By All Digitocracy Contributor
After the horror of the Friday the 13th terror attacks in Paris that left more than 100 people dead, your All Digitocracy Correspondent opted to quit the Internet for two days. Really, compared with the grief and trauma unfolding in the City of Light, our daily focus on the intersection of the news and technology industry, and diversity and inclusion seemed…less than urgent.
Clearly, we mourn the loss of so many lives in Paris, and understand, again, that our global community is indeed connected now in ways both seen and unseen — but deeply felt. Keeping perspective at such a time is a good idea.
Now, we think it’s fitting to take a look at the human aspect of our mission here: exploring the intersection of diversity and inclusion within the merging worlds of tech and media.
Overnight came a dispatch from behind the curtain of an influential digital news and entertainment company , that is as notorious for its internal squabbles as it is for its big growth in the past several years. Late on Sunday, a former editor at Gawker Media, Dayna Evans, dropped something of a bombshell in a post at the Medium sub-brand known as Matter. It carries the unsubtle headline, “On Gawker’s Problem with Women.”
In sum, Evans accuses the company’s leadership of routinely (alternately belligerently and obliviously) engaging in discrimination against women staffers and editors:
Gawker Media, an allegedly progressive, whistle-blowing aggravator in the easily-bristled media landscape — one that was the first to break stories on Josh Duggar’s attempted infidelity, to expose Greg Hardy’s buried domestic abuse, to reveal The Daily Show’s staff gender inequality, to time and time again call out all sorts of people and publications for their wicked or misleading behavior — was deserving of a harsh critique. Gawker Media itself, despite its proud claims to enlightenment, has a woman problem.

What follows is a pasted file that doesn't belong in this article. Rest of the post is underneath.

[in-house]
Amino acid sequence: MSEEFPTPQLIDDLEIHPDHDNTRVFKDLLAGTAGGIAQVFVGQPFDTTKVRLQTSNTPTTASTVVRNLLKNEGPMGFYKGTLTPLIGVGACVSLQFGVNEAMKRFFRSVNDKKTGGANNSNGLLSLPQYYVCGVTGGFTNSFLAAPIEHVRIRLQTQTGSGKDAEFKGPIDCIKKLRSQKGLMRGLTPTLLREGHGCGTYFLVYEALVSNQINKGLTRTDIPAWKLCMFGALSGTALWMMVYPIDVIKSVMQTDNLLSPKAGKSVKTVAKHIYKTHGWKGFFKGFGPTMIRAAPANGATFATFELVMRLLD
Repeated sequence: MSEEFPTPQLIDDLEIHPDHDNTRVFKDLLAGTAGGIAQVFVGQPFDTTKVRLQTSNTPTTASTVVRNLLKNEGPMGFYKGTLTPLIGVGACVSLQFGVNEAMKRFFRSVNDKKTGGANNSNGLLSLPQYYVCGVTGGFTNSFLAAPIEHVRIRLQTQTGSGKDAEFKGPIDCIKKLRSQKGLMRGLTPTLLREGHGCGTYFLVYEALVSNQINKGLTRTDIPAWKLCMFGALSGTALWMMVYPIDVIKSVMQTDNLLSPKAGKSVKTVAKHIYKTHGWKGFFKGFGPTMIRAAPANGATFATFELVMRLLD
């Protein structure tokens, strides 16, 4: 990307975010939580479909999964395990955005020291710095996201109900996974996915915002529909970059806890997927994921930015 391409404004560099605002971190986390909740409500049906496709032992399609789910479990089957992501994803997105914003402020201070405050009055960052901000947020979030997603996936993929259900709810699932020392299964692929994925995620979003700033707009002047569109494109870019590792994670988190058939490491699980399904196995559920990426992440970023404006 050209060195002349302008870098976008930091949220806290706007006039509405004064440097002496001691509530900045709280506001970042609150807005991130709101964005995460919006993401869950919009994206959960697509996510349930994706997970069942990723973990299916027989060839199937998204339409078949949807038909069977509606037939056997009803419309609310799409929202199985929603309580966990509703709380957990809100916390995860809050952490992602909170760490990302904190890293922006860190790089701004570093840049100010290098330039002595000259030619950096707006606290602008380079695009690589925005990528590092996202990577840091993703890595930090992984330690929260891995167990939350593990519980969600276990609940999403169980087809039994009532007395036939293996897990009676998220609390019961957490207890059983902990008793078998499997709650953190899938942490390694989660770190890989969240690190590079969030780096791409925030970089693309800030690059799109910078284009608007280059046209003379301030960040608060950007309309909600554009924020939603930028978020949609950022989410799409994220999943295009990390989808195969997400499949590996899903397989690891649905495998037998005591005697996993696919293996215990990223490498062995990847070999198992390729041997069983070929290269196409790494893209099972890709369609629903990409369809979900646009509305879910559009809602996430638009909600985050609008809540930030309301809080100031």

From there, Evans takes us through an apparent Hellscape of Manliness that prevails at Gawker, one in which yelling at subordinates and bypassing qualified women editors when top jobs open are routine; she contrasts the boorish treatment of several popular women writers and editors by Gawker’s leader, Nick Denton, and a retinue of male top editors, with Denton’s on-the-record comments to the New York Times last summer in which, to paraphrase, he waxed on and on about the value of a diverse workforce.
Overall, Evans notes, the hypocrisy and double-talk from Denton should be kept in perspective. She observes, correctly, that diversity across Gawker Media properties — the company publishes under its digital umbrella several distinct brand sites, including Deadspin, Jezebel, Gizmodo, and others — is lagging. This fact is wholly in keeping with the dismal demographic picture at most other large-scale news and information outfits, too, legacy and newbie.
Given our mission of charting exactly the Incredible Whiteness and Maleness of the news biz — which is as old, sadly, as the century-old mass media industry itself — it’s cold comfort to note this reality: For all the talk of “changing the world” and “meritocracy” that prevails at tech companies that are swiftly remaking the news business, the stubborn presence of Ye Olde Sexism and Racial Discrimination continues to withstand the passage of time and shifting demographic winds.
And since our mission here also involves providing solutions to these seemingly intractable human problems in the tech+news business, here’s a suggestion for Denton and other leaders of these powerful new digital mass communication vehicles: Try innovating a culture shift in hiring, retention and promotion by casting a wider net, judging individual candidates and workers based on their skill, talent, work-ethic and creativity, rather than on how well or poorly they jibe with your personal sensibilities. Easier said than done, we know. Yet if the brash, well-funded, self-proclaimed Disruptors of Stodgy and Pokey Legacy Media can’t do it, who can?